Incredible compared to other 1.8 litre engines in a sub compact car.
Incredible handling and quietness too. The 2012 Accent is a totally
re-engineered car versus 2011 and prior and so far, i find it the
best buy for the money. Have you found something better for $15 k
I would never purchase one since its unlikely it would last more
than a couple of years without having major engine and trans damage.
Its tempting to rent one though to see how the accel and noise
compare to other cars.
I left out the word "me" in my previous post. I don't think
a small car would last me long.
Its how I drive, Houston traffic, and Texas temperatures.
A/C takes a lot of power out of a small 4 with the result
that it ends up underpowered. Makes it hard to keep up with
traffic and leads to flooring the pedal and down shifting a lot
to keep the revs up.
Several of my 4 cylinder cars ended up with thrown rods
or wiped auto trans.
Still, I prefer Hyundia / Kia over almost any other brand.
They are easy to work on and ergonomic.
My Kia 2.0 has been a good car so far although it is very
noisy and I wear ear plugs for trips over 50 miles.
The 2012 Hyundai Accent has been changed to accomodate the highway
driver much more...a 6 speed auto. trans with direct injected engine
allows it to go 70 mph with little effort and with the a/c on.,
per my personal test drive of it. The acceleration would satisfy
all but the lead foot Guy whos got to go from zero to 60 mph in
under 7 seconds. It squashes all previous stigmas on subcompact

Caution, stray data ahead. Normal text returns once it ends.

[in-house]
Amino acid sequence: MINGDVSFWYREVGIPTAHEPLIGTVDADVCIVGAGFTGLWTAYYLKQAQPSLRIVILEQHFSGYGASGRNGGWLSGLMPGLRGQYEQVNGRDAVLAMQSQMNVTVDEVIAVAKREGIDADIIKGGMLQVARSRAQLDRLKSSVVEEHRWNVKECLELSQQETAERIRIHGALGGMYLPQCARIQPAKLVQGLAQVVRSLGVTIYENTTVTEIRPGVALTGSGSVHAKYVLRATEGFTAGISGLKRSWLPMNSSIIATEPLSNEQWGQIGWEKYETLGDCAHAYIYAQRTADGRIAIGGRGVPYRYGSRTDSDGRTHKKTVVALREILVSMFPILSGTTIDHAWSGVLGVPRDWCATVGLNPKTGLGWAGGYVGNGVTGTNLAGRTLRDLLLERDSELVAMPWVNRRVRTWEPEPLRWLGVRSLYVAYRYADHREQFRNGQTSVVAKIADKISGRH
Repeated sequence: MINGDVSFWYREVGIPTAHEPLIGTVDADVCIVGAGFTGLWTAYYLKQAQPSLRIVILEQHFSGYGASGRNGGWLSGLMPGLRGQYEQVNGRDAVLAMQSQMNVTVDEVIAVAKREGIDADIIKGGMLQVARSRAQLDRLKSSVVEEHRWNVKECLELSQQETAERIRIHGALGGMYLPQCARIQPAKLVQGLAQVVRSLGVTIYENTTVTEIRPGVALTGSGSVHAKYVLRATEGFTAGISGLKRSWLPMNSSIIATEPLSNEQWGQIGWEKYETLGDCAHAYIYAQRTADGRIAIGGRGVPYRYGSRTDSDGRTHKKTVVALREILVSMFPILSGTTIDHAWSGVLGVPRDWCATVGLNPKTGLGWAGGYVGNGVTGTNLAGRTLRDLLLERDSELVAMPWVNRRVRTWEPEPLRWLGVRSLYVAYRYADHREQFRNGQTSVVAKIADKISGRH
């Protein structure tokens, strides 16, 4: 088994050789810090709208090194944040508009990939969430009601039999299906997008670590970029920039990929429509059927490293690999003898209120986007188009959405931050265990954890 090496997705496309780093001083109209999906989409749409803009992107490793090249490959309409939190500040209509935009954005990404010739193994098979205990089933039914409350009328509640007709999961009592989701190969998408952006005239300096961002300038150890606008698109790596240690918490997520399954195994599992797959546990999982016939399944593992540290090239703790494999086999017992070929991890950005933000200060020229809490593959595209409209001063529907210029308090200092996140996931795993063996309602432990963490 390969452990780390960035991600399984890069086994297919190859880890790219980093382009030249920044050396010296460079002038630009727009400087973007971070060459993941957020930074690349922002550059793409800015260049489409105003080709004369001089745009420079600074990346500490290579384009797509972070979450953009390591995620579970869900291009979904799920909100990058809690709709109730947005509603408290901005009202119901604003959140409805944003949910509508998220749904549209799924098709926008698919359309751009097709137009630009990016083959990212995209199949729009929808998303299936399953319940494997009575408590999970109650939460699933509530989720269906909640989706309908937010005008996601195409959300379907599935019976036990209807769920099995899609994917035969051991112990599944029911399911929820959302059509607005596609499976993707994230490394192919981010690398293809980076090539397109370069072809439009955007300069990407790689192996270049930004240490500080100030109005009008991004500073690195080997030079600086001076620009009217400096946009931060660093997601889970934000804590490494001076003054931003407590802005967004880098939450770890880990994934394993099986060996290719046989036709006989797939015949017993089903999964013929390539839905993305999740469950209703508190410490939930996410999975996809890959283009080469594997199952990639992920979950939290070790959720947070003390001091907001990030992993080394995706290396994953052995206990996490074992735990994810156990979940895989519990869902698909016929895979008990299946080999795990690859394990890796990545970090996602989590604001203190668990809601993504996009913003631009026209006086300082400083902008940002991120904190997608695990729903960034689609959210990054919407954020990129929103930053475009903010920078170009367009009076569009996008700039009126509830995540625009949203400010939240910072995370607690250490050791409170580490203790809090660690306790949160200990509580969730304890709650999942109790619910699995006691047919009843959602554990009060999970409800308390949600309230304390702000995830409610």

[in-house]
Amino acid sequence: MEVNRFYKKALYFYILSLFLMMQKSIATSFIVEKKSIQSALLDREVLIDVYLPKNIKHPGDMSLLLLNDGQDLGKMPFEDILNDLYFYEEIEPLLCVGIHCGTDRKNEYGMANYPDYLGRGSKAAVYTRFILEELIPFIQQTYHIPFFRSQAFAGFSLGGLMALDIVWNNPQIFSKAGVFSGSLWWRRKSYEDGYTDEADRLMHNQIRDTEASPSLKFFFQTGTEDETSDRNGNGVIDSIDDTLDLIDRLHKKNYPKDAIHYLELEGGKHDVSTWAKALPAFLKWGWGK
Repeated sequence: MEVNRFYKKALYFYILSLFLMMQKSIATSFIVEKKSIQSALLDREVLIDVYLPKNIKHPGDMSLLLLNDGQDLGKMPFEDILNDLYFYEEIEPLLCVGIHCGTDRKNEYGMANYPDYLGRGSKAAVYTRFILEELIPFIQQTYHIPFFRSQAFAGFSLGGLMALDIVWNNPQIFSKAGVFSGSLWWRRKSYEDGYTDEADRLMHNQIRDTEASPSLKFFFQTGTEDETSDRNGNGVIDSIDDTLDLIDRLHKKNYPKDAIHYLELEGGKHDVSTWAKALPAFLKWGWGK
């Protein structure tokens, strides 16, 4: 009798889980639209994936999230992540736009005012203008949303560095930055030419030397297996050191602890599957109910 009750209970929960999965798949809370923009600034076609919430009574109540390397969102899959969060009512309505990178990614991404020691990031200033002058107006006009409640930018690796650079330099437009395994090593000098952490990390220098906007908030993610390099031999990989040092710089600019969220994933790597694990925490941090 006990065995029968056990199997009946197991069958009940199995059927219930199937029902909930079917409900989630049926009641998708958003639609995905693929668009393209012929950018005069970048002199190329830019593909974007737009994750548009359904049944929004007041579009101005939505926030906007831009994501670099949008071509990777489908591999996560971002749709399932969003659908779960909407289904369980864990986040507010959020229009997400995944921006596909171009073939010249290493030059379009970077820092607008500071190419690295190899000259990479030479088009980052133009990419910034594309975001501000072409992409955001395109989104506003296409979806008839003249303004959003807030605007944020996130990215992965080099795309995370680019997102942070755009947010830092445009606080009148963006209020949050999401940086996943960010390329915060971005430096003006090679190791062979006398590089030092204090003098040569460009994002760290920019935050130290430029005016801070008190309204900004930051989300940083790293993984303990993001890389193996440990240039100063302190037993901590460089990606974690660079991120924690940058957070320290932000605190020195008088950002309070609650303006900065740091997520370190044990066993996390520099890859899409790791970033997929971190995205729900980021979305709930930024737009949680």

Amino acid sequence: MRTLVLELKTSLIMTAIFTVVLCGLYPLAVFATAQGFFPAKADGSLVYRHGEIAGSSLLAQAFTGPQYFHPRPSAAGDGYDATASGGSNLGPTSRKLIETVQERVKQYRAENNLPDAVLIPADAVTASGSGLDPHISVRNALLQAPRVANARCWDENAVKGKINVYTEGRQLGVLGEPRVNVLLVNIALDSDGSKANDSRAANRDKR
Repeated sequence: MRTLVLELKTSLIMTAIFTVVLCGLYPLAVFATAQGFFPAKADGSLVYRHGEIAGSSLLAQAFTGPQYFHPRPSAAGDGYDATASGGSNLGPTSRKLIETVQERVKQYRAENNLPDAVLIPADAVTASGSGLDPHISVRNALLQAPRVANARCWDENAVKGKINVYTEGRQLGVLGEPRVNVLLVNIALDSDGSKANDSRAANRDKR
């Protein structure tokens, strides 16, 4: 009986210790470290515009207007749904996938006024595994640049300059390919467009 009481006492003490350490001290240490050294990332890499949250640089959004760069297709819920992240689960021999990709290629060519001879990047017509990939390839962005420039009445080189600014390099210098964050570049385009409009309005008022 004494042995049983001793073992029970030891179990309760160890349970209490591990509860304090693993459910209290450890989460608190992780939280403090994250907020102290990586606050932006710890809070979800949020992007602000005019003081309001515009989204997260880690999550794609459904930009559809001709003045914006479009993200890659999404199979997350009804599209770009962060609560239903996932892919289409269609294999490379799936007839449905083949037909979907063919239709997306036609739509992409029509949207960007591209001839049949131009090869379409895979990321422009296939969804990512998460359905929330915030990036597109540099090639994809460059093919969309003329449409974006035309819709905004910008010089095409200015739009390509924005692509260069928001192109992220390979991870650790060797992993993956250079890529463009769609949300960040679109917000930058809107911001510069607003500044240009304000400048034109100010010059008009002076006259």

cars that are gutless . If i did buy a new one, I would however,
swap out the tires for wider ones ...just for my own personal
preference for greater stability although the factory tires handle
Im 6'4" and 275 lbs....with the seat moved all the way back in the
2012 Accent, i had loads of spare room with my legs totally stretched
out. Head room is no problem either. I felt just as comfy in it
as my 2002 SantaFe . Storage might be an issue with many people
though which would make the Elantra a bit more favorable. But for
my basic needs in a car, the new Accent fits my bill nicely .
I will second your observation about being easy to work on. We went
from a 4 Honda family to a 4 Hyundai family at one point. If you
replace timing belts and oil yourself you quickly find that Hyundai
designs their cars to be worked on. The epiphany came when first
replacing the timing belt on my wife's '03 Santa Fe. I was moving the
wrench just waiting for the familiar knuckle crunch telling me to move
the wrench when my hand kept going another 4 inches ... past the frame
member. I was shocked.... looked under the car, and saw that they had
designed an indentation right when your hand goes when using a wrench on
the front of an engine for the repair I was doing. My knuckles had
eventually touched metal, but it was a rounded surface. Don't get me
started about oil changes on a Honda Civic vs a Hyundai Accent or
Elentra! World of difference.
Hyundai automobiles may not be as high tech, fuel efficient, or rugged
as a Honda but they are designed for inexpensive and easy maintenance
On 10/28/2011 12:42 AM, Paul in Houston TX wrote:
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